If the surname sounds familiar, that’s because former Oregon State star Isaiah Hodgins is his brother. Isaac has been able to make a name for himself, too, though he missed all of 2021 after suffering a broken foot. With 30 career starts to his name and 9.5 tackles for loss and five sacks in that time, he can still be an impact player if he makes it back to 100%.
The Beavers made their mark last year with an offense that led the Pac-12 in yards per play (6.43, which was also a program record) and finished in the top 25 nationally by points per drive and available yards percentage. The offensive line was a finalist for the Joe Moore Award and they could boast the Pac-12’s rushing champion. Things are fine, right?
Well, that rushing champion, B.J. Baylor, is gone along with two of last year’s starters on that line, Nathan Eldridge and Nous Keobounnam. They were also much more careless with the football away from the friendly confines of Reser Stadium, with six giveaways at home and twelve on the road. Starting quarterback Chance Nolan hasn’t yet be guaranteed he’ll continue on as QB1, either, with 2020 starter Tristan Gebbia and redshirt freshman Ben Gulbranson in the mix to compete into fall camp.
However, between Fenwick and Trey Lowe (363 rushing yards, 6.4 YPC), the running game should be in good shape. The offensive line still has plenty of experience, too: Left guard Marco Brewer only made five starts replacing an injured Jake Levengood down the stretch, but Pro Football Focus graded him as the third-best guard in the country (for the record, Levengood was 37th). Tackles Brandon Kipper and Joshua Gray also graded fifth and seventh, respectively, among Pac-12 players at the position.
The passing game’s biggest challenge will be replacing top receiver Trevon Bradford as well as tight end Quitoriano, but Musgrave, Tre’Shaun Harrison (29 catches, 401 yards, 3 TDs), and others should help pick up the slack. There may not be a 1,000-yard receiver in the bunch, but they didn’t need it to be successful last season.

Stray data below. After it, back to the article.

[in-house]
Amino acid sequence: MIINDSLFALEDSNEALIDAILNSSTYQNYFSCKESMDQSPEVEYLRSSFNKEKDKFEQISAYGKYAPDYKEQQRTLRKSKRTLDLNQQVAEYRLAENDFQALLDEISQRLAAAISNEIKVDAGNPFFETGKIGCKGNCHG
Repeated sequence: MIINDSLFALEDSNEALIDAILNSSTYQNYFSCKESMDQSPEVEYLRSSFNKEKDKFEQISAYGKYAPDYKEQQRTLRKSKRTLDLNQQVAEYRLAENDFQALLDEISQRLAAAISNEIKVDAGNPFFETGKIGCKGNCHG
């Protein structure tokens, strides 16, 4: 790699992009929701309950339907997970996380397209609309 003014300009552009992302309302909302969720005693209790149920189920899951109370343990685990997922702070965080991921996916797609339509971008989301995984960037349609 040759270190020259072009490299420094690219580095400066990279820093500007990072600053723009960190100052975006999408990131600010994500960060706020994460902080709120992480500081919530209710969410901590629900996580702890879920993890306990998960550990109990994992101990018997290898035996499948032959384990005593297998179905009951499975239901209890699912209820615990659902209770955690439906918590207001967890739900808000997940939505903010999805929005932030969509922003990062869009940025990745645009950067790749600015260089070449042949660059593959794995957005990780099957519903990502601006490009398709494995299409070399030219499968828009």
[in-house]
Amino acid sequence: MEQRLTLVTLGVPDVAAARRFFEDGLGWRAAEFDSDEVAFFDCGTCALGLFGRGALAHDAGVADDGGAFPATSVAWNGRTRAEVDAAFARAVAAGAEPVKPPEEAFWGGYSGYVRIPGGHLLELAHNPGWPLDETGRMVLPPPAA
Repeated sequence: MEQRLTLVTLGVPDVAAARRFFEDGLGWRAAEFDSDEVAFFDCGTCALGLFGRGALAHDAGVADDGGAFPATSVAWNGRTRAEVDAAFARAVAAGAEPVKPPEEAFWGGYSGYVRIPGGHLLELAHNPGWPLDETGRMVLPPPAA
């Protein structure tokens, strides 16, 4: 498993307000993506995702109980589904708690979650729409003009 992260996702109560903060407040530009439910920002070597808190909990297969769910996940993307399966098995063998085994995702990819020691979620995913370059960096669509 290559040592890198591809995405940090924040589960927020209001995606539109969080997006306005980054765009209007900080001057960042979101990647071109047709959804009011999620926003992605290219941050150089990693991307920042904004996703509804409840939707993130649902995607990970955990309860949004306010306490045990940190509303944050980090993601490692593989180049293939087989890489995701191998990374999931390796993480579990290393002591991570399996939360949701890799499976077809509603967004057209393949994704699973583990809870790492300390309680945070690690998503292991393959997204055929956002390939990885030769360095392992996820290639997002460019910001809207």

While the offense performed at much the same level whether at home or on the road, the defensive splits were not so kind. On the aggregate, the Beavers ranked 111th in available yards percentage allowed and 99th in points allowed per drive, so their ability to hold on to last year’s gains may depend on how well they rectify last year’s shortcomings here.
Having nine starters back for 2022 will help, but this group struggled to get to the quarterback last year and managed a team sack rate of only 4%, which ranked 120th among FBS teams. A return to form by Hodgins could help, but it might well be a group effort involving everyone from Florida transfer Andrew Chatfield to junior linebacker Riley Sharp (three sacks, most among returners) to redshirt sophomore Cory Stover.
The secondary should improve, too, since it returns intact after finishing third in the Pac-12 with 64 total passes defended. Austin and Rejzohn Wright provide a reliable cornerback tandem; safety Kitan Oladipo (nine passes defended, six tackles for loss) earned an all-conference honorable mention while Alton Julian should be healthy after missing the second half of 2021 with a knee injury.
After last year’s breakout, neither the Broncos nor the Bulldogs will take Oregon State lightly. The upside for both is that they should be well-equipped to take advantage of a Beavers defense with plenty of questions left to resolve, so while neither will run away from OSU, they should be able to come away with victories.
Boise State 31, Oregon State 23
Fresno State 34, Oregon State 28